Tuesday, November 21, 2006

Rock's secret revolution


New York Daily News
Monday, November 20th, 2006

There's a quiet revolution going on in music, made all more surprising since it's coming from the normally noisy world of rock.
While the media were snoozing, a rash of low-key guitar-based bands have wormed their way up the charts, to the point where such groups now dominate the nation's download portals, leaving most hip-hop acts, and even many pop ones, in their sales wake.

Most music fans couldn't pick the members of bands like Hinder and the Fray out of a lineup. But each boasts an album that just sailed past the million mark, with the momentum to move far more.

These Midwest-based-bands have also recently landed the two most downloaded songs in the country: Hinder with "Lips of an Angel" and the Fray with "How to Save a Life."

At the same time, the faceless Kansas band Blue October has stealthily moved more than 600,000 copies of its latest CD, "Foiled." And the critically abhorred act Nickelback continues to post spectacular figures for its "All the Right Reasons" CD, all without a peep from the press.

After 58 weeks, Nickelback's disk remains in the top 20 of Billboard's album chart, with sales closing in on 4 million. That's the highest figure for any album on the Top 200 now. It's also some 2.5 million more CDs than have been moved by the best-selling rap act this year (T.I.).

Rock albums have also been lingering on the charts longer of late than those of any other genre. A full 30% of the disks currently logging more than 25 weeks on Billboard's Top 200 list belong to guitar-based bands. So far, Hinder's CD, "Extreme Behavior," has held on the list for 40 weeks and, if anything, is only picking up sales speed. Same with the Fray, which after 44 weeks is moving more units per week of "How to Save a Life" than it did six months ago.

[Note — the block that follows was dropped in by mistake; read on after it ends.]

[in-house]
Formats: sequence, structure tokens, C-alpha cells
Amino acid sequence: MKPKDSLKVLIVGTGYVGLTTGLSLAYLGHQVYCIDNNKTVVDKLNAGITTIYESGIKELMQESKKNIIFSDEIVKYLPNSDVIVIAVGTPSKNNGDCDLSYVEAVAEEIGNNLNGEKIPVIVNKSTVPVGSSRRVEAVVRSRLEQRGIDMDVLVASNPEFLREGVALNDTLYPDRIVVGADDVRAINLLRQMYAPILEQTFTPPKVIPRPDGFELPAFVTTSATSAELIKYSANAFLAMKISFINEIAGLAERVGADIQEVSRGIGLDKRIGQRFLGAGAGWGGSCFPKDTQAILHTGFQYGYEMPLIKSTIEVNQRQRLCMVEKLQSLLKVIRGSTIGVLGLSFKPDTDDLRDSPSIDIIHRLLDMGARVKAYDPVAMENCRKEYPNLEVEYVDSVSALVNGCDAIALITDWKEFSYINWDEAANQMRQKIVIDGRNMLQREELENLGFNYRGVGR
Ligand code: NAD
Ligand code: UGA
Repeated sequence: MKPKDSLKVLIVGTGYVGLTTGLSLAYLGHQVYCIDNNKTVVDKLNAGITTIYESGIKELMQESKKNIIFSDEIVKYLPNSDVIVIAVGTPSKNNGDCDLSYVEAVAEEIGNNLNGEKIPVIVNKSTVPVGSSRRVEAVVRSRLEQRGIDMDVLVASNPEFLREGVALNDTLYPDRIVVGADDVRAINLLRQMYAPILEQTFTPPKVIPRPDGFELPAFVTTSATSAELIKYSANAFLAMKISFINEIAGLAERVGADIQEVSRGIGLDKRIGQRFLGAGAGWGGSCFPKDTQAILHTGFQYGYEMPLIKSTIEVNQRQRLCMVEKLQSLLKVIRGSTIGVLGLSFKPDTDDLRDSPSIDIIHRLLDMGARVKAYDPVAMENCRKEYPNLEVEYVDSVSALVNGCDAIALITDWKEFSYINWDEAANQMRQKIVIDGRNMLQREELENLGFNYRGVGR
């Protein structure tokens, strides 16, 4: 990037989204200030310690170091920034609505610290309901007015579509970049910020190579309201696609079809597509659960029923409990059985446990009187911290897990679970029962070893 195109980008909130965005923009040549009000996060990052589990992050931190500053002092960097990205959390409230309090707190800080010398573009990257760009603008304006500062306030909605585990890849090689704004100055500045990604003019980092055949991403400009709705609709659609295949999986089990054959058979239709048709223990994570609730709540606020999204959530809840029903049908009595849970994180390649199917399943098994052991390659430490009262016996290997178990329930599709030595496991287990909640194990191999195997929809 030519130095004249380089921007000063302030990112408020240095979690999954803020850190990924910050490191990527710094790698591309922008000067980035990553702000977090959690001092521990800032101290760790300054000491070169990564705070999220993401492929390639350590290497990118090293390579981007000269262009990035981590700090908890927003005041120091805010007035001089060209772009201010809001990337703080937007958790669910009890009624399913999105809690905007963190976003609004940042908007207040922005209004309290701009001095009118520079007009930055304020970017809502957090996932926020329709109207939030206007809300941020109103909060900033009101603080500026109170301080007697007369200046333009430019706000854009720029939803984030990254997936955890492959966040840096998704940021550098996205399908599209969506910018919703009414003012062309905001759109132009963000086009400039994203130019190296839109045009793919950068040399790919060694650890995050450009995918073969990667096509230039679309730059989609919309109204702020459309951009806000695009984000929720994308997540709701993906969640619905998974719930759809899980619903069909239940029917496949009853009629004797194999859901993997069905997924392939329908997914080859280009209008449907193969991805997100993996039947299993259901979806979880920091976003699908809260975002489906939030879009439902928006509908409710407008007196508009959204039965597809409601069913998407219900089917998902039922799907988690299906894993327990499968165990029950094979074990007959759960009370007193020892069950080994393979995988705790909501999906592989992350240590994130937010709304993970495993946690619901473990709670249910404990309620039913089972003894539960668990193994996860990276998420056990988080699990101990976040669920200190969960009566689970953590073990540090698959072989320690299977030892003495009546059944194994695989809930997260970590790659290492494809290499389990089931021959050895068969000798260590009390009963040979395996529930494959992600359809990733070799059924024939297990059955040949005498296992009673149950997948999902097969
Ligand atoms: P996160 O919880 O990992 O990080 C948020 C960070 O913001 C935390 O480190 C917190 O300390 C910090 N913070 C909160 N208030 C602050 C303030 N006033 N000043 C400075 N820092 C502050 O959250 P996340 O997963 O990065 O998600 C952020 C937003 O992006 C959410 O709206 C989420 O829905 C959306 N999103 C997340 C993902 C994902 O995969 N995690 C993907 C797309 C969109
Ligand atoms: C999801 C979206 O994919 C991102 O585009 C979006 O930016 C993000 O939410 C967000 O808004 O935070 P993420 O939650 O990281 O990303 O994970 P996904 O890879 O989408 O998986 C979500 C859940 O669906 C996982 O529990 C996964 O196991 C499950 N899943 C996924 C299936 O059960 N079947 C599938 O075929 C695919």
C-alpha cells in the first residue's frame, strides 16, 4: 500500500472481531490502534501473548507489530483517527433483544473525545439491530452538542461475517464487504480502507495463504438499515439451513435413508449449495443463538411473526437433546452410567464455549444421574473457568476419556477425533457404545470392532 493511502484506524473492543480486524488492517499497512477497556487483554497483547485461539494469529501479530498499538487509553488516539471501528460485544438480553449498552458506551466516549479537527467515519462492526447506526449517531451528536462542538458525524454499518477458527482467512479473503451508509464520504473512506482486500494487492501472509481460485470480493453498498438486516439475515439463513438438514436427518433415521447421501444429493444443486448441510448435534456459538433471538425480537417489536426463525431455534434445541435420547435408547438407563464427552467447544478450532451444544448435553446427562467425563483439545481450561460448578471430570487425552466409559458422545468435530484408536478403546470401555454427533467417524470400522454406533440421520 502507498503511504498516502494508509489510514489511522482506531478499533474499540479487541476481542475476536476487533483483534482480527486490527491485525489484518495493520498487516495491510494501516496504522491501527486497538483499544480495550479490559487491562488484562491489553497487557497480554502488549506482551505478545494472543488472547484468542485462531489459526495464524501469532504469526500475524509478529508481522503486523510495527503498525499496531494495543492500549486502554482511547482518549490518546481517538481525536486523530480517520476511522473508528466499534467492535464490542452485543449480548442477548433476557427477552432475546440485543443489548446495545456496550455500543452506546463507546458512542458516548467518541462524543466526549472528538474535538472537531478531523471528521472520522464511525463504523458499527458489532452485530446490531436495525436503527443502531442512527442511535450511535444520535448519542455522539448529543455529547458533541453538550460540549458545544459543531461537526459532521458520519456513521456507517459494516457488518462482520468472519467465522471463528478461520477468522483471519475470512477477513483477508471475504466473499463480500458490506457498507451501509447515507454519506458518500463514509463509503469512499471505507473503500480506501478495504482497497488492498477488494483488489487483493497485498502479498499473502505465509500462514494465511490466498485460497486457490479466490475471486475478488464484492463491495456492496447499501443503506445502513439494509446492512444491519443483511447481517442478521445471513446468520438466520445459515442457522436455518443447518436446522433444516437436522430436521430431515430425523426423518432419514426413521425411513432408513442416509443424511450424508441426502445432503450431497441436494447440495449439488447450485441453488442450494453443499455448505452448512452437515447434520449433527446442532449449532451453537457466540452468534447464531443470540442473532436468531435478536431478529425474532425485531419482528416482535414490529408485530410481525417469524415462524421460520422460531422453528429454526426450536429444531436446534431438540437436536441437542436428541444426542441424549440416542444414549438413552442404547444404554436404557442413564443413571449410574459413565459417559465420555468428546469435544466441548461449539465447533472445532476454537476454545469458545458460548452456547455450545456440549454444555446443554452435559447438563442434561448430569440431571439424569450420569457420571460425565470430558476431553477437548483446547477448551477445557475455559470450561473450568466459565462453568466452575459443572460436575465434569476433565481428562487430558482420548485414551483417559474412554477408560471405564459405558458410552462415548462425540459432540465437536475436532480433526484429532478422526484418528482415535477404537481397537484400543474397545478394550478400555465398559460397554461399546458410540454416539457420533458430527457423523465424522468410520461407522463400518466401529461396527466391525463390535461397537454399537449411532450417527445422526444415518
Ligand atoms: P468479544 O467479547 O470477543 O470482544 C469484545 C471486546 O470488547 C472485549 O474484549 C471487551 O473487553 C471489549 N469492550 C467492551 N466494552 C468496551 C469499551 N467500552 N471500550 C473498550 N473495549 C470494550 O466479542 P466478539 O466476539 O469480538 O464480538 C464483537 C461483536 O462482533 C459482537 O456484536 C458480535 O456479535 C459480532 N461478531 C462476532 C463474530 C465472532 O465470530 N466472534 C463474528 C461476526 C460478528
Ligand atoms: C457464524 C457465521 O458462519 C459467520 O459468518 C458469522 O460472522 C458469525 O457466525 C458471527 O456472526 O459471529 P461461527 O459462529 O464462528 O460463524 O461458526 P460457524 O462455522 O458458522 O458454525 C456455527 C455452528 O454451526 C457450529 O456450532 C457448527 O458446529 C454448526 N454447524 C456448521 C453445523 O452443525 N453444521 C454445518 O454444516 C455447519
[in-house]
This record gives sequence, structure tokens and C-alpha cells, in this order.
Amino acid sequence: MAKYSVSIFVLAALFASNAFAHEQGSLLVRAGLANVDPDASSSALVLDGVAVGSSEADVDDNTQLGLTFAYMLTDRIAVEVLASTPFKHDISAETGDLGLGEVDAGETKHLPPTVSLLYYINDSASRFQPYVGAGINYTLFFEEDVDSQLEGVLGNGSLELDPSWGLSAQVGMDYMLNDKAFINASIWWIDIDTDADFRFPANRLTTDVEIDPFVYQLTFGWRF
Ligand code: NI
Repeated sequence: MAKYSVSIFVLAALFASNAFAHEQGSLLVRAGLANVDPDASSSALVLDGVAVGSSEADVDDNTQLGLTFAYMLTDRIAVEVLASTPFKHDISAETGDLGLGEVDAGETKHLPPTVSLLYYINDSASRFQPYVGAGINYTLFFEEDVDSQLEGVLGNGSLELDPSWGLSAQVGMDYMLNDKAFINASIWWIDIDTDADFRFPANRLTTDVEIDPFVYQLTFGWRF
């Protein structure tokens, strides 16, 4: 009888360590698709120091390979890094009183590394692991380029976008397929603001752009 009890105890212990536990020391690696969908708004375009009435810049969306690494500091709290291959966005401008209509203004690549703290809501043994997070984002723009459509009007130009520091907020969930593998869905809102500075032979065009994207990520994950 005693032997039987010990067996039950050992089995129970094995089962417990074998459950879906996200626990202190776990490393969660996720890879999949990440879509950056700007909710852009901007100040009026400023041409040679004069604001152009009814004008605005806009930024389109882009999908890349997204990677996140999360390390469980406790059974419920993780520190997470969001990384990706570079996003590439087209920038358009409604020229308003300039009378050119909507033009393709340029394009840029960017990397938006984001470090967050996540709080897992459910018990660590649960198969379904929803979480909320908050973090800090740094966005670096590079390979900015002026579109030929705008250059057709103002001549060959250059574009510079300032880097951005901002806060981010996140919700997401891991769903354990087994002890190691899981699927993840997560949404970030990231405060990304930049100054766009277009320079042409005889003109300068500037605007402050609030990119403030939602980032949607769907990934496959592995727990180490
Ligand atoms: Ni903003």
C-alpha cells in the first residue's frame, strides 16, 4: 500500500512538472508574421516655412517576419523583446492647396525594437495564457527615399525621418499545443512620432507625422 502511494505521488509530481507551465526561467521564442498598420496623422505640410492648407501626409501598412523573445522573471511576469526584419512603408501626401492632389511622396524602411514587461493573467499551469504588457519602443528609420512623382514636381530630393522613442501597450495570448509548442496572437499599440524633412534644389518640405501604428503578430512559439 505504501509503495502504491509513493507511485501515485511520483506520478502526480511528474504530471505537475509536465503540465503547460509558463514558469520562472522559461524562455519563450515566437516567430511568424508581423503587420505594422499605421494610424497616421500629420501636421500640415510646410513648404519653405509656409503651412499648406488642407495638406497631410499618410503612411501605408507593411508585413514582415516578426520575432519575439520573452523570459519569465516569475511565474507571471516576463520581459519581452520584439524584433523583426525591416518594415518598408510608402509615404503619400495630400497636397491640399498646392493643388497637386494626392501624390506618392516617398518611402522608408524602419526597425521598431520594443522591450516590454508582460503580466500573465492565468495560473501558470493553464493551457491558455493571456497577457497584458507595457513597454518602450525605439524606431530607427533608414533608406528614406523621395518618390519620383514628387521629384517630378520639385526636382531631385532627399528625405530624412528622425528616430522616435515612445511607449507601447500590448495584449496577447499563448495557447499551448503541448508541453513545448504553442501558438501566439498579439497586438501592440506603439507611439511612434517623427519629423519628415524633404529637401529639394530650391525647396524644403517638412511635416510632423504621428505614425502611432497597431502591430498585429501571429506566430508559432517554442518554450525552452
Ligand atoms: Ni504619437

So, why hasn't the press paid ample heed to these cornfed bands?

To Joe Levy, executive editor of Rolling Stone, it's partially a regional issue. "The rock press is, for the most part, based in New York, and the music business is mainly in L.A.," he explains. "It's been true for decades that bands which do better in the Midwest, like these, don't get as much attention. That's held true whether you're talking about REO Speedwagon in the '70s, Journey in the '80s or Hinder now."

According to radio analyst Sean Ross, acts like the Fray and Nickelback also get far less airtime in places like New York than in the middle of the country. To boot, Ross thinks the essential blandness of these bands lowers their media profile. "They're not extreme enough for the hard-rock people and not hip enough for the underground people," he says.

Doug Brod, editor of Spin, feels the problem has to do with these bands' lack of originality. "They sound like a lot of other bands out there," he says. "Hinder and Nickelback are like third-generation grunge bands. It's a fake Candlebox, who were fake Pearl Jam. The Fray sounds like Coldplay, a far superior band with better songs and a better sound."

Then there's the hipness problem to consider. None of these groups came from any underground scene. They have no edge to their sound, or their personalities, so a hip magazine like Spin has no use for them. Rolling Stone has finally done a major Hinder feature, but only after the album entered the top 10.

If these groups don't have press credibility behind them they still get plenty of TV exposure. All have appeared on the late-night talk shows. The Fray's song "How to Save a Life" sold in key part through its prominent usage on "Grey's Anatomy."

Then again, having your song used mainly as background music only highlights the ironic anonymity of bands this huge. Brod thinks the groups shouldn't mind their low profile. "If I were in a band that succeeded without the help of the national press, I would be stoked," he says. "It's more of an accomplishment."

Levy agrees, at least in part. "If you can put 10 million dollars in the bank and can play to 17,000 adoring fans in an arena, what does it matter that 100 guys in glasses don't really like your work?" he asks. "And, yet, it does matter. Performers are driven by the need for validation. They always want more."

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